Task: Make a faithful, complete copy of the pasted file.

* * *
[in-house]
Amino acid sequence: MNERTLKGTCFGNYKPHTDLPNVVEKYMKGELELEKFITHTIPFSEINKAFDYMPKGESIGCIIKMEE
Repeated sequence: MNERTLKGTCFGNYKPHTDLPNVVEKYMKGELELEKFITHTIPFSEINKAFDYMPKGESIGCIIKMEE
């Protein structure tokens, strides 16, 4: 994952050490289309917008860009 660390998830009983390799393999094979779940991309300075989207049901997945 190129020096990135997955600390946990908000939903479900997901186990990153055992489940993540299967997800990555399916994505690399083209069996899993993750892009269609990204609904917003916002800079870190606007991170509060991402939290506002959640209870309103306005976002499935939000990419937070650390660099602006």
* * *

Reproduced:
[in-house]
Amino acid sequence: MNERTLKGTCFGNYKPHTDLPNVVEKYMKGELELEKFITHTIPFSEINKAFDYMPKGESIGCIIKMEE
Repeated sequence: MNERTLKGTCFGNYKPHTDLPNVVEKYMKGELELEKFITHTIPFSEINKAFDYMPKGESIGCIIKMEE
């Protein structure tokens, strides 16, 4: 994952050490289309917008860009 660390998830009983390799393999094979779940991309300075989207049901997945 190129020096990135997955600390946990908000939903479900997901186990990153055992489940993540299967997800990555399916994505690399083209069996899993993750892009269609990204609904917003916002800079870190606007991170509060991402939290506002959640209870309103306005976002499935939000990419937070650390660099602006």